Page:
Coming into force on 20 May, the survey of more than 1,400 retailers carried out via JTI Advance, highlighted that further education is needed on the specifics of the legislation.
70% of those surveyed revealed that they were unaware they had to apply for two separate identifier codes to be able to store and sell tobacco products legally, while 60% admitted that they were unsure of when the legislation comes into effect.
Meanwhile, 65% don’t know where to go for further information, and 64% remain unclear on what impact track and trace will have on their business. Forty-six per cent believe the legislation has been brought in by the authorities in a direct move to help combat illicit trade.
Mark Yexley, JTI head of communications, said: “Ensuring the new track and trace system is implemented by 20 May 2019 is a significant challenge facing the tobacco trade sector, but JTI will be on hand to help support our trade partners through the transition every step of the way – we advise retailers and wholesalers to visit our new microsite to ensure they are fully prepared.”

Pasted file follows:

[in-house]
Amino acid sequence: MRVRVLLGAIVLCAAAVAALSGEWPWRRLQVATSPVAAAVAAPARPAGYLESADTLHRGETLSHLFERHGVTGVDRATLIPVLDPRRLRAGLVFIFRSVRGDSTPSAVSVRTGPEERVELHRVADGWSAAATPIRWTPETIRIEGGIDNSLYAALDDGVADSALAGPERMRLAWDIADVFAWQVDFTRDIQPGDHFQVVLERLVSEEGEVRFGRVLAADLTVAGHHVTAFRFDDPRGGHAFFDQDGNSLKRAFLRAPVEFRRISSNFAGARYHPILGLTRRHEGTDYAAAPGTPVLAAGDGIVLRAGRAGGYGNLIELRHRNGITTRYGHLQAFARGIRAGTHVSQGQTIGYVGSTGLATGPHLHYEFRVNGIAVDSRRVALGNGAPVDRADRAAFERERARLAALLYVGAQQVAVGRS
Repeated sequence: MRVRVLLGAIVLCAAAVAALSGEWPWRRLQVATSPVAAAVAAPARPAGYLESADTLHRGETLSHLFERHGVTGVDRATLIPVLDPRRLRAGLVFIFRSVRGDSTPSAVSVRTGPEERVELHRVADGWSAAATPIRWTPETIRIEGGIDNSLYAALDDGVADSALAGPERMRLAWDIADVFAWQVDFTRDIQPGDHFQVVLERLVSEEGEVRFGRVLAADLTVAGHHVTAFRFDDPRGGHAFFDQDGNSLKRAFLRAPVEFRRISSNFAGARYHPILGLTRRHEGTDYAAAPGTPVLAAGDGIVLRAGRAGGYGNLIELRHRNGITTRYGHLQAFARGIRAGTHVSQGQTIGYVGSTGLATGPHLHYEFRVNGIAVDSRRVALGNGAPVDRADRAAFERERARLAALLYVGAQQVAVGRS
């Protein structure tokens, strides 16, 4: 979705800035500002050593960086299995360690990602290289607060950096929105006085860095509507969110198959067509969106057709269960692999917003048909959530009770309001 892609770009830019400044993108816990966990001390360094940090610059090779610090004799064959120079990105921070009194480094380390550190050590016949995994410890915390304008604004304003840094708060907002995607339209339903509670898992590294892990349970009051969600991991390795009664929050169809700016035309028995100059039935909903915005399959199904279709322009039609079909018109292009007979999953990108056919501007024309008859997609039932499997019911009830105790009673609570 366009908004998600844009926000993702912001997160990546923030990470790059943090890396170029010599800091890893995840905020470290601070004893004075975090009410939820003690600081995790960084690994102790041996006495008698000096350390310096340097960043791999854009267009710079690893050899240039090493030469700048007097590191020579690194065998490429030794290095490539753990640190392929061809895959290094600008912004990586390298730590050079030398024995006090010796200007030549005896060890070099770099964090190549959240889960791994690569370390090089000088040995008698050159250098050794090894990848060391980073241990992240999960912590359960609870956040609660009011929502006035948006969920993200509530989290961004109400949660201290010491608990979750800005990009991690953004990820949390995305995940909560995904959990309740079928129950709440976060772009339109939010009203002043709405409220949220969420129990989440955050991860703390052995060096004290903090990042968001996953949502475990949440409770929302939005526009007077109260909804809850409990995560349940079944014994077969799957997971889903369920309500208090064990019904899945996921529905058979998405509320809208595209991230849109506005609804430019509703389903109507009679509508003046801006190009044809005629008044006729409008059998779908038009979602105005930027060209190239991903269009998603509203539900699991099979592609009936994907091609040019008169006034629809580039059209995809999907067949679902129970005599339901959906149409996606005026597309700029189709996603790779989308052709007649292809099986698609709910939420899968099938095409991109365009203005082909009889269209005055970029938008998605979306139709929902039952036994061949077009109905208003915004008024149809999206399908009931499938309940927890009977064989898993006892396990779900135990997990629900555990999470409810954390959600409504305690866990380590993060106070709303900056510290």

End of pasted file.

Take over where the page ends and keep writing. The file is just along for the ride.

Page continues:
“The success of the track and trace legislation will require strict enforcement, and it’s now more important than ever for retailers and wholesalers to report instances of illicit tobacco being sold in their area. Retailers found guilty could face any penalties that HMRC decides to apply and potentially lose the right to trade tobacco,” he added.
To support retailers and wholesalers through the transition, JTI is launching a dedicated microsite (www.jtiadvance.co.uk/trackandtrace), featuring practical information and advice to help them prepare.